Changes in Volatiles and Numbing Compounds of Dried Andaliman (Zanthoxylum acanthopodium) upon Various Drying Techniques
Wijaya, Christofora Hanny
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Andaliman (Zanthoxylum acanthopodium DC) is an endemic plant from North Sumatera, commonly used as spices and folk medicines. Andaliman has a robust citrus aroma and numbing trigeminal sensations. Unfortunately, the research, usage, and popularity of andaliman are much behind its related species, such as Z. piperitum (Japanese pepper) and Z. bungeanum (Sichuan pepper). The main hurdles in fresh andaliman usage are the fast rotting and rapid flavor degradation. Proper processing techniques by farmers and industries will be crucial to expand its usage. Drying could prevent andaliman from degradation by reducing the moisture content; however, its effects on volatiles, numbing compound, and aroma profile have not been fully understood. Unsaturated alkylamides (sanshools) have been reported to be responsible for the unique numbing sensation. Analysis of sanshools is usually conducted using column chromatography or High Pressure Liquid Chromatography; however, these methods tend to be time-consuming and requires a large amount of costly solvent. On the other hand, aroma analysis is conducted using Gas Chromatography-Mass Spectrometry (GC-MS), which requires researchers to use two types of analytical methods to get the complete picture of both the aroma and taste of andaliman. However, three studies managed to analyze sanshools by GC-MS, which will shorten the research timeline and reduce research costs. This research was composed of three main stages: drying of andaliman (sun, sunshade, shade, oven, and freeze drying), confirmation of the GC-MS parameter, analysis of the volatiles, sanshools, sensory and physical characteristics. The volatiles and sanshool analysis were conducted with GC-MS, while the sensory analysis used the Rate All That Apply-Hedonic method. Physical characteristics such as moisture, water activity, yield, bulk density, and color were analyzed. Statistical data analysis using Principal Component Analysis (PCA), one-way ANOVA, Duncan posthoc, Pearson’s correlation, and Partial Least Square regression analysis were conducted to evaluate the impact of drying on volatiles, numbing, and sensory profile as well as to determine the volatiles responsible for andaliman aroma quality. The logarithmic thin-layer drying model best-described andaliman drying kinetics. The drying process significantly altered andaliman appearance, aroma profile and physical properties. No significant difference was found in the yield of each drying method; however, shade drying resulted in the highest moisture and water activity, while sun drying and freeze drying resulted in the lowest moisture content and water activity. Freeze drying resulted in the lowest bulk density. All drying methods managed to produce andaliman with less than 17.90% moisture content and 0.6 water activity, indicating the drying targets have been achieved. Generally, drying increased the a*, indicating green color degradation, however, no significant difference was observed in the a* values of dried samples. GC-MS analysis of all chloroform andaliman extract managed to detect total of 67 peaks while identifying 42 compounds. However, 25 unidentified peaks could comprise of other sanshool isomers. Fresh and dried andaliman generally had similar total relative content of volatiles and chromatogram pattern, differing mostly in the individual compound quantities. The content of limonene, (E)-2-hexenal, geranial, α-pinene, sabinene, and β-myrcene as well as the intensities of citrus and green aroma tended to decrease. In contrast, the content of geranyl acetate, citronellal, neral, α-sanshool as well as the intensities of warm and lime leaf aroma tended to increase upon drying. The more efficient extractions of volatiles with the absence of water and the hydrolyzation of volatiles from its glycosides by the native enzyme or acid and isomerization of citral could explain the increase of specific compounds in dried andaliman. The overall aroma intensities of all samples were not significantly different despite variability in each volatiles content. Oven-dried andaliman had a high liking score, similar to fresh, shade, and freeze-dried andaliman. PCA on volatiles and aroma intensities resulted in a similar separation of samples. Shade-dried and freeze-dried andaliman were clustered while the sun and sunshade-dried andaliman were clustered. Oven-dried and freeze-dried andaliman were separated from the other samples, indicating their unique qualities and that no drying process managed to produce dried andaliman with a similar aroma profile to fresh andaliman. Citrus, orange peel, and acidic aroma were the favorable attributes based on their positive correlation with the overall liking. These favorable attributes were found to be the dominant aroma in oven-dried andaliman. Partial Least Square Regression and Pearson correlation analysis of volatiles and aroma attributes showed that the citrus aroma was correlated with sabinene, limonene, (Z)-β-ocimene, β-citronellol, and geranial. Orange peel aroma was correlated with (E)-β-ocimene and citronellal, while acidic aroma was correlated with (E-)-β-ocimene, (Z-)-β-ocimene, and citronellal. This correlation indicated that these compounds played significant roles in andaliman sensory acceptability and the future screening of andaliman could be based on targeted analysis on that seven volatiles. Even though no drying method could produce dried andaliman with a similar volatile and sensory profile to a fresh one, oven drying could be proposed as the ideal drying method because of its short duration and low water activity as well as high liking score, aroma intensity, and volatiles content.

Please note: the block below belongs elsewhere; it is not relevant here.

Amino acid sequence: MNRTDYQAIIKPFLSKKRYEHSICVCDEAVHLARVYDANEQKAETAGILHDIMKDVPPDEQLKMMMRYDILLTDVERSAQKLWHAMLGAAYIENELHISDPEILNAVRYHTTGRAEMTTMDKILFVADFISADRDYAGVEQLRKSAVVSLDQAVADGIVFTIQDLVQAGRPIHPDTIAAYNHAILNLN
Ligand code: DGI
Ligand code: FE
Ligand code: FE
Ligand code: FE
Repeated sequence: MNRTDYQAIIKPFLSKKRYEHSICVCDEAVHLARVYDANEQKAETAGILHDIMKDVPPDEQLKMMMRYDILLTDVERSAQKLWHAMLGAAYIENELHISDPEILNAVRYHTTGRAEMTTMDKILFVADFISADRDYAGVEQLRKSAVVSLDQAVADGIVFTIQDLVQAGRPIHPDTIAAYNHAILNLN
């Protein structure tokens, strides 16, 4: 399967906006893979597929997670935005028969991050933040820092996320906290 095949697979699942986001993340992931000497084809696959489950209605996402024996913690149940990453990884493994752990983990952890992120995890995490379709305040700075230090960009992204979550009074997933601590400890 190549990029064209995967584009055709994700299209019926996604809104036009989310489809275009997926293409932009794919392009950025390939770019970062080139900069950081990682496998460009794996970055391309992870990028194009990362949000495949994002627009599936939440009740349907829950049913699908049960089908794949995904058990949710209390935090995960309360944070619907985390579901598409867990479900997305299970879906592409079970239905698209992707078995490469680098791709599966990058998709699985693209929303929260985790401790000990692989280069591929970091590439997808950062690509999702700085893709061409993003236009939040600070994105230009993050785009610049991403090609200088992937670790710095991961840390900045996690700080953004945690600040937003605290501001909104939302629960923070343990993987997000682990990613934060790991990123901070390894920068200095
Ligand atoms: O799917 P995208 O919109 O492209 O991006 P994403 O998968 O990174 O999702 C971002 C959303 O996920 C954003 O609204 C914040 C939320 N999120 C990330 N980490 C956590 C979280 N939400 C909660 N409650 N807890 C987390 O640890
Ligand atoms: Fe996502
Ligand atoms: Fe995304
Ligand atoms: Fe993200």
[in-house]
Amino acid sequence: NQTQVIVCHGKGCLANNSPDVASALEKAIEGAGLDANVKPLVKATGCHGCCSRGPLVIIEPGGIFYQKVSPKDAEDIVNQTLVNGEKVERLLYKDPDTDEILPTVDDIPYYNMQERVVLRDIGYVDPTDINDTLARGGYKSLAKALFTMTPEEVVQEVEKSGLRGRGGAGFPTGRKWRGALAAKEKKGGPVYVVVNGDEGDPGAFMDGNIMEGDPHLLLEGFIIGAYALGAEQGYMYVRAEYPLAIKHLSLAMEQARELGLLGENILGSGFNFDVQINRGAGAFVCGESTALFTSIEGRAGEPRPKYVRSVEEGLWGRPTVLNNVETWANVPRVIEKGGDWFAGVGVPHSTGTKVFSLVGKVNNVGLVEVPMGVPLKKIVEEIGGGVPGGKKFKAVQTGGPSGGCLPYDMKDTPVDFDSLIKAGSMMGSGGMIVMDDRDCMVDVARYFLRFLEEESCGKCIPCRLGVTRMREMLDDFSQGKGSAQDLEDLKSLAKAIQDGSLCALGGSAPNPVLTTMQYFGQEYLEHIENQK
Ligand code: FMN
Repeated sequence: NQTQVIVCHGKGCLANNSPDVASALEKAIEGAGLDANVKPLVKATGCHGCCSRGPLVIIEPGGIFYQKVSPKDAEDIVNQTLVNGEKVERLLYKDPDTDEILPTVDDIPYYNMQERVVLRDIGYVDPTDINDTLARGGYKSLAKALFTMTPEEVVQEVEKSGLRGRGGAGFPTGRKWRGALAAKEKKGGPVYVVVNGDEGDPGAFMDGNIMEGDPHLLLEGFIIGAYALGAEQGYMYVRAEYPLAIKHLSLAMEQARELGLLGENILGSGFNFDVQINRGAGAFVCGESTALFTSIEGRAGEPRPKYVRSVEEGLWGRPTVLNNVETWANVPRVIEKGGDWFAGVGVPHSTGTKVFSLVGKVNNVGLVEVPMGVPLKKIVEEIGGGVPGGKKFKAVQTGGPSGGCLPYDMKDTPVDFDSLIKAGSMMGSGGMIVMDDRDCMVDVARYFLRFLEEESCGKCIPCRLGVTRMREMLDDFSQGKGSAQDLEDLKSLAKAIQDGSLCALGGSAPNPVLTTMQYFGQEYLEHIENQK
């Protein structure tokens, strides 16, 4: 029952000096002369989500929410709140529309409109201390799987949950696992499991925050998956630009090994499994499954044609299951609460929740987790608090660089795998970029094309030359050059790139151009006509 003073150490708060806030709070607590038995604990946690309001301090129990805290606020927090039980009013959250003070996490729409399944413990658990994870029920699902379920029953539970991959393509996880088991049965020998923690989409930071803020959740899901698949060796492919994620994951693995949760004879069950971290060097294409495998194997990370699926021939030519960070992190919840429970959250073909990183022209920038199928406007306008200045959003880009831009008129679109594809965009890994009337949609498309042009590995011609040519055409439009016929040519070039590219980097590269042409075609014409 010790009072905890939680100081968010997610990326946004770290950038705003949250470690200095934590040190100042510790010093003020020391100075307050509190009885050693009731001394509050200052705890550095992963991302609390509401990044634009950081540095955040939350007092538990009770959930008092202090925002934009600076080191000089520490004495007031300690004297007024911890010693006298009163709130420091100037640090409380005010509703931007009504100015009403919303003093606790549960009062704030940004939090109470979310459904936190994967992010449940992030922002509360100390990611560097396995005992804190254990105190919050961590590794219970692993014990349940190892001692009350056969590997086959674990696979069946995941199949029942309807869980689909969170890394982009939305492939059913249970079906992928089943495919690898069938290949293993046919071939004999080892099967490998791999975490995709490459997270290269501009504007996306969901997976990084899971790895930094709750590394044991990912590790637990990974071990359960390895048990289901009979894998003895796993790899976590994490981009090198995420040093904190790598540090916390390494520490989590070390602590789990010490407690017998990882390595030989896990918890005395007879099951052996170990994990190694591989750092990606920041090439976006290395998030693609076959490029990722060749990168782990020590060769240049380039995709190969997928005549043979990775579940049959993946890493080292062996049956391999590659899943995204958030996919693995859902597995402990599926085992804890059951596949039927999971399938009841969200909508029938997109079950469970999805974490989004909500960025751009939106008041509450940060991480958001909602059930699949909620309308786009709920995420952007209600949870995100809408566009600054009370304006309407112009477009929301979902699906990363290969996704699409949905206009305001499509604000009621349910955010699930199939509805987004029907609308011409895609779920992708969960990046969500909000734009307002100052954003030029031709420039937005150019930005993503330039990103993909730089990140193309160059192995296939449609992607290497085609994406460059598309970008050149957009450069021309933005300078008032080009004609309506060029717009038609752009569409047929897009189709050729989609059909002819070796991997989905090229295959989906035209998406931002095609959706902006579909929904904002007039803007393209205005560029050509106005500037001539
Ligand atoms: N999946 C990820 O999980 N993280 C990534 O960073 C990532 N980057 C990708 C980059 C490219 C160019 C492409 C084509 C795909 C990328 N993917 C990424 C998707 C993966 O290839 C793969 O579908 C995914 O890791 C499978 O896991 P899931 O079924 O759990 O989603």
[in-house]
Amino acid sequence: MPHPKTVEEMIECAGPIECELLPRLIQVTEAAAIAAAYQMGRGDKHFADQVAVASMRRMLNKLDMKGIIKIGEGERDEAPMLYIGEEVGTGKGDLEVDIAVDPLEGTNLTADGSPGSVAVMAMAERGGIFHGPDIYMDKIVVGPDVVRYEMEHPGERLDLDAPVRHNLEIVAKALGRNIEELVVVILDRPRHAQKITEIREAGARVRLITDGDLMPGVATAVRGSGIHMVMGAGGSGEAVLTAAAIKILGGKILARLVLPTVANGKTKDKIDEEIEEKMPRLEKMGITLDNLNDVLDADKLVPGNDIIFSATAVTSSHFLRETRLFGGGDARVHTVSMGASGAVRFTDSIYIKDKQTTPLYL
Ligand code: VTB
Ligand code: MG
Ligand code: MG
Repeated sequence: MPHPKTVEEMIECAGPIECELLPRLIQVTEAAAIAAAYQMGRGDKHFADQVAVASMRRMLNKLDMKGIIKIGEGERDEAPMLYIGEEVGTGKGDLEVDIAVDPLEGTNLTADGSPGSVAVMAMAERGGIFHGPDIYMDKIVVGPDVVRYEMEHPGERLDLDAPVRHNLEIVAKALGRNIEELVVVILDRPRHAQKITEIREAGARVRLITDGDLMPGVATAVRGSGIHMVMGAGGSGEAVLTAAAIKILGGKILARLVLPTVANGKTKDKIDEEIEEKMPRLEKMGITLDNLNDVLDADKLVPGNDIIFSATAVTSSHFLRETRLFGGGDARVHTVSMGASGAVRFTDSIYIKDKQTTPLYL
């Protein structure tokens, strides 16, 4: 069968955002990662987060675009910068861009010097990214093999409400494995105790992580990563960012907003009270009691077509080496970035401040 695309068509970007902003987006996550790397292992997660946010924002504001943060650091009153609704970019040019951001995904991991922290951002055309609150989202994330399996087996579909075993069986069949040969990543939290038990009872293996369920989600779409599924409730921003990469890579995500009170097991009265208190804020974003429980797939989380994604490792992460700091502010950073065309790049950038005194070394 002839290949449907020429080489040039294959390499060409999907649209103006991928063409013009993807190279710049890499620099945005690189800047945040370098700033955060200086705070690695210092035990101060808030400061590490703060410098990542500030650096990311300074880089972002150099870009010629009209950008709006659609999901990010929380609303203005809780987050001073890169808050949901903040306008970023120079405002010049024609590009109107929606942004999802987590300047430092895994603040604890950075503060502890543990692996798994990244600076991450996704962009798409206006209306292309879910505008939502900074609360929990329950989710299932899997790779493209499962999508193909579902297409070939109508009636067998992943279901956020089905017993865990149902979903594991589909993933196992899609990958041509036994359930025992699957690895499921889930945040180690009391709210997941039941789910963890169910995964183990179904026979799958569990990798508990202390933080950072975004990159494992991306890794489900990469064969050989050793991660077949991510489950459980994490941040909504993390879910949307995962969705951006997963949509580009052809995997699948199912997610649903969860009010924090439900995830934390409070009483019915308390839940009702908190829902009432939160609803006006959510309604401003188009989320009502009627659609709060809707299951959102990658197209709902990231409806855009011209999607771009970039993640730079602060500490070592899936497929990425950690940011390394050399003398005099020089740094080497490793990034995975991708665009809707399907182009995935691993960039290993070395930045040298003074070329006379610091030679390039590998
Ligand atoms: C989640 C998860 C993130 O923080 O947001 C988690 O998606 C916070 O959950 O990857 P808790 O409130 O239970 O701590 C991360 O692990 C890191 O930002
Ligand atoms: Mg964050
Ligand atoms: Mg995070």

- MT - Agriculture Technology